Powering any device for any length of time, and you better hope it is not much more than 100 watts, unless you also have a fairly large battery bank and significant recharging resources.


Darn the 5 minute editing rule!!

One can use more than one inverter, having a smaller quieter more efficient one to power the low wattage devices, and a Big bragging rights inverter to have, just in case one cannot possibly live without a microwave or Hair dryer.
 

caseyc

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Bellenxj, I would follow what Sternwake suggests regarding power needs. Bottom line is there's no need for overkill when it comes to power needs. It's more important to determine what your projected power needs will be. Even then, you don't REALLY know until you've been doing it full time for a few months or so, and then you'll get a better idea of your true power needs. In my case, it turns out my power needs are not as much as I had thought. Mostly this is because I don't use my larger appliances hardly at all.

I should clarify something. 4 of my 12 volt outlets are connected to the auxiliary battery. The other 3 12 volt outlets are connected to the main vehicle battery. I have numerous small devices plugged into the 4 different 12 volt outlets connected to my auxillary battery. However, the inverter connected to the auxillary battery does NOT, repeat NOT require the inverter to be turned on to power the 12 volt devices (such as tablets, 12 volt TV, etc). That's the reason why I simply have a bunch of 12 volt devices connected 24/7 to the 4 different 12 volt outlets connected to the inverter/auxillary battery, because the inverter doesn't need to be on to power the 12 volt devices. I realize this writing might sound convoluted, but hopefully this makes sense. On the other hand, I do need to turn on the inverter (connected to aux battery) if I intentionally want to turn on my larger appliances, such as the fridge and larger flatscreen TV, Sony PS3, etc. These devices require larger power consumption, hence turning on the inverter.

Sternwake, to answer your question regarding my fridge, yes it's true my Dometic fridge can run on either inverter household electricity power OR by 12 volts since it came with a 12 volt adapter. However, the reason I choose not to run the fridge by 12 volts is because I'm afraid of burning a fuse from any one of the four 12 volt outlets connected to the inverter/aux battery. I've already blown the fuse a couple times and it's a hassle for me to replace the fuse. The custom van shop provided me with a supply of extra fuses of different colors and amps, and I was proud of myself the last time when I was able to figure out how to replace a blown fuse. In doing so, I have to remove various things to clear a path going to the inverter box and work in very tight space to replace a fuse. It's really a pain in the butt for me. However, I don't have the problem when plugging the Dometic fridge to the inverter. That's because if the aux battery is low in charge, it will simply beep with an annoying alarm. But at least nothing is blown and no fuse needs replacement. If I want to run the fridge, I usually turn on the inverter while driving to wherever I'm going for a half hour or so. I could also turn on the fridge while the car is parked (engine off), but I would only do so for a short time.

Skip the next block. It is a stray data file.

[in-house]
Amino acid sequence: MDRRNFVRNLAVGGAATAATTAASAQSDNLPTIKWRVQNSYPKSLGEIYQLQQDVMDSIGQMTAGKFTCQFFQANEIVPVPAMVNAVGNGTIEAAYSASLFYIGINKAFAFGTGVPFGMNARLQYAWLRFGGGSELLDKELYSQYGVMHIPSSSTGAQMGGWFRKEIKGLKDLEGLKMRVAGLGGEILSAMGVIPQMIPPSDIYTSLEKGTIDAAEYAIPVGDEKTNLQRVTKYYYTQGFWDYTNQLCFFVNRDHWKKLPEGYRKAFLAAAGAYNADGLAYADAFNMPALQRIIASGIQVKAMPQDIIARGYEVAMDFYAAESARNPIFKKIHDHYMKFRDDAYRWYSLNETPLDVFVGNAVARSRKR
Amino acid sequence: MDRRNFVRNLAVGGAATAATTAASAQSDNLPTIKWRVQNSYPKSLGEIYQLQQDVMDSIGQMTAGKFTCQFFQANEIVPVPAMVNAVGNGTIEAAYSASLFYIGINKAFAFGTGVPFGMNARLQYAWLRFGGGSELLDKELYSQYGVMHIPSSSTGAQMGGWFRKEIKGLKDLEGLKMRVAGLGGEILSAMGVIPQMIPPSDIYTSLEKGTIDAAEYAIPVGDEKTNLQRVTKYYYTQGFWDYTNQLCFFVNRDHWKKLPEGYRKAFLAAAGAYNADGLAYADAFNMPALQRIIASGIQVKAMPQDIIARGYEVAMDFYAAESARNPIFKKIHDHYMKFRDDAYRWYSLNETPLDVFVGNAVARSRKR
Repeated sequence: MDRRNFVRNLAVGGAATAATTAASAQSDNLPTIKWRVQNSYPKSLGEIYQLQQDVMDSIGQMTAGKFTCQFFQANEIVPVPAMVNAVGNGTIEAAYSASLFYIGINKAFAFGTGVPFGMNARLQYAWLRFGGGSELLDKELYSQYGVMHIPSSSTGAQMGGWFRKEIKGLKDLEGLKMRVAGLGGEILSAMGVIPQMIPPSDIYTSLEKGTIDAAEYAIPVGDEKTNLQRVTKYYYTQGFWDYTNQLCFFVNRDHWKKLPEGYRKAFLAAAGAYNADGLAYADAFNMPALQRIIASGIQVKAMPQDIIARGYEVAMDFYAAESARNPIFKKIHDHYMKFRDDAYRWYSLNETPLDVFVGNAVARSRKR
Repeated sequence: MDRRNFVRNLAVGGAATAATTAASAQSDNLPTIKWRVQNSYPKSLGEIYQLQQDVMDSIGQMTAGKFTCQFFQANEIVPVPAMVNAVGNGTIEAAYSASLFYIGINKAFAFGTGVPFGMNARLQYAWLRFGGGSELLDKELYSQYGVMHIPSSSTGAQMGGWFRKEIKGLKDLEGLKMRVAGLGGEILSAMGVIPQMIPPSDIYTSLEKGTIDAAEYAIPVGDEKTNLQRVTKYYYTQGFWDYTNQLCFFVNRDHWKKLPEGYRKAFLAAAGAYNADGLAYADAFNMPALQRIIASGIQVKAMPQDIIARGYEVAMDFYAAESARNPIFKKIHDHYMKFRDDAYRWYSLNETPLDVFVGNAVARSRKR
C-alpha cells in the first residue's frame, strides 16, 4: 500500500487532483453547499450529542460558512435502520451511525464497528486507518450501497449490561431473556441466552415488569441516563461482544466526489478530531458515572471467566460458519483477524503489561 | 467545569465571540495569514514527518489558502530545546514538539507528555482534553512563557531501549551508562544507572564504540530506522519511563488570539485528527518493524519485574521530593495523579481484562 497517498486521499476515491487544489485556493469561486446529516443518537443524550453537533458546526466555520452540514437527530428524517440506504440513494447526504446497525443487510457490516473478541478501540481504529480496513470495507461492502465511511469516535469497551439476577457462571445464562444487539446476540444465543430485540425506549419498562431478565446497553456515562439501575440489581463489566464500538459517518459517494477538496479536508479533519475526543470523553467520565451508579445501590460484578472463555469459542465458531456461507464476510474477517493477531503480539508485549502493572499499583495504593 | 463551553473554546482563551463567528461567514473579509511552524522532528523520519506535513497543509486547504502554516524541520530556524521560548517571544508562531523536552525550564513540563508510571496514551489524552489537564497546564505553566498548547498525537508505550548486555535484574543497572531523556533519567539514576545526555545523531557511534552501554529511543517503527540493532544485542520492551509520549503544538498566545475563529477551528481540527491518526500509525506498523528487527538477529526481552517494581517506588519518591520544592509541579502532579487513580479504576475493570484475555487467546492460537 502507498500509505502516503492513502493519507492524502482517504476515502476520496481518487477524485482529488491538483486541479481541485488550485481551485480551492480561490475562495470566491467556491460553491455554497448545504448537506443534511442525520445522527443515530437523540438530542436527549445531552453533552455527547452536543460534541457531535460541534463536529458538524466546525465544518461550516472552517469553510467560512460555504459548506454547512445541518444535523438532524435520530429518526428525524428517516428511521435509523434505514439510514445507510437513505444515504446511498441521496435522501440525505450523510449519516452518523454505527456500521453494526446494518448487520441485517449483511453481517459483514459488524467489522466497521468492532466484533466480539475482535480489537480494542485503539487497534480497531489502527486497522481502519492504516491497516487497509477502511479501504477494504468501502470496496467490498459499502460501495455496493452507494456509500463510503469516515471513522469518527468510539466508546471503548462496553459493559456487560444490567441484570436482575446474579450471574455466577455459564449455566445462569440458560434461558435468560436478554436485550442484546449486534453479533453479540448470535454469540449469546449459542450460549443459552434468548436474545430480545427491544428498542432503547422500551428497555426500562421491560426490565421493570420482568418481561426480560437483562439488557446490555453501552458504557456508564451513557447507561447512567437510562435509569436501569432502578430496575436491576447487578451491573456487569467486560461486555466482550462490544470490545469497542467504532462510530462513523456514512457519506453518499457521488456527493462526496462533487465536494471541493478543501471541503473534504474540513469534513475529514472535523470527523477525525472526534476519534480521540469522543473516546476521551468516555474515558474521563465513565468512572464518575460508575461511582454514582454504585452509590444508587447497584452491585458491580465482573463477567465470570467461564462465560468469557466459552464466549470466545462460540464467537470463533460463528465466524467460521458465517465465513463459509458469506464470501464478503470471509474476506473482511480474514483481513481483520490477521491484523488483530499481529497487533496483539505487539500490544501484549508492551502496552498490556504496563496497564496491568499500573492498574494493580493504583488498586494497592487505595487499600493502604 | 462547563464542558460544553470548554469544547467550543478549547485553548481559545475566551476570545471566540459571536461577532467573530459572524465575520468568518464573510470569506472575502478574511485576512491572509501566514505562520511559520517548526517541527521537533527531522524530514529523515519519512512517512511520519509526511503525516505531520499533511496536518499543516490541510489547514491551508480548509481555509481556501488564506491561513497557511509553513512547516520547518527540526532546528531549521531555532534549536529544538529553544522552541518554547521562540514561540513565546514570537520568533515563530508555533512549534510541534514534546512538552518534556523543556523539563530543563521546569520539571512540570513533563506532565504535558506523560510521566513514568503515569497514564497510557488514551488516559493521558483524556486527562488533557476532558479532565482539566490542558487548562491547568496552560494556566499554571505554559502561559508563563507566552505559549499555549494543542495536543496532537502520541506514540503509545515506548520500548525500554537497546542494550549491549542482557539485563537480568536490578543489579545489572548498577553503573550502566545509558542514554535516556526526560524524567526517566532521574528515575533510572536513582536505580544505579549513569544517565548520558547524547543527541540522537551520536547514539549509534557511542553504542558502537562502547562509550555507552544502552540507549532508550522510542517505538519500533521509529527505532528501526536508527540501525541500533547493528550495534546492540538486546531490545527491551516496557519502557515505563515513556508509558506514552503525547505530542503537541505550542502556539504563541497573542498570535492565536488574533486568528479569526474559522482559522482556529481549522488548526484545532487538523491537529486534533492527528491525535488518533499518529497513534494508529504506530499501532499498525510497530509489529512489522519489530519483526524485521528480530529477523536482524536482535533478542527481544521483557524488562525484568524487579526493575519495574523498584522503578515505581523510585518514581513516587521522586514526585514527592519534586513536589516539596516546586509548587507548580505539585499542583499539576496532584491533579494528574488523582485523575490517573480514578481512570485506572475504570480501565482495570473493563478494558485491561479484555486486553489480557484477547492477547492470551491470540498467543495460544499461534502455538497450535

If you think blowing a fuse to one of my 4 12 volt outlets connected to the inverter/aux battery is a pain to replace, it's even worse if I blow a 12 volt fuse connected to the van's primary battery. I've done that a couple times, and I simply cannot figure out how to replace such fuses. In such case, I need to go to the Ford repair shop, or my mechanic, to figure out how to replace a blown fuse connected to the main battery which is an entirely different process.

I don't know if any of the above makes sense. What I do know is that I've learned some hard lessons about power usage in the past couple years that I've had my van. Plus I'm very sure the way I'm doing things is not efficient in the least. The one major thing I had done in the past several months was to switch to small 12 volt devices to meet my needs, as opposed to having to turn on the inverter connected to the auxillary battery. I really hate having to turn on the inverter. I hate even more the loud beeping alarm sound telling me the battery is low. So annoying. I could go on and on about various annoyances related to battery usage, but you get the point.

You might find this ironic, but I even have a brand new 2,000 watt Yamaha generator/inverter that I got from a Yamaha shop. For only 1 gallon of gas, the sucker is suppose to provide power for at least several hours. Guess how many times I've used my brand new Yamaha generator in the past year? Answer, none! Hah! That's because I have no room to store my generator in the van. Instead, I currently have my generator stored at a friend's garage. It's a shame, I know. By the way, no I'm not going to sell it, haha!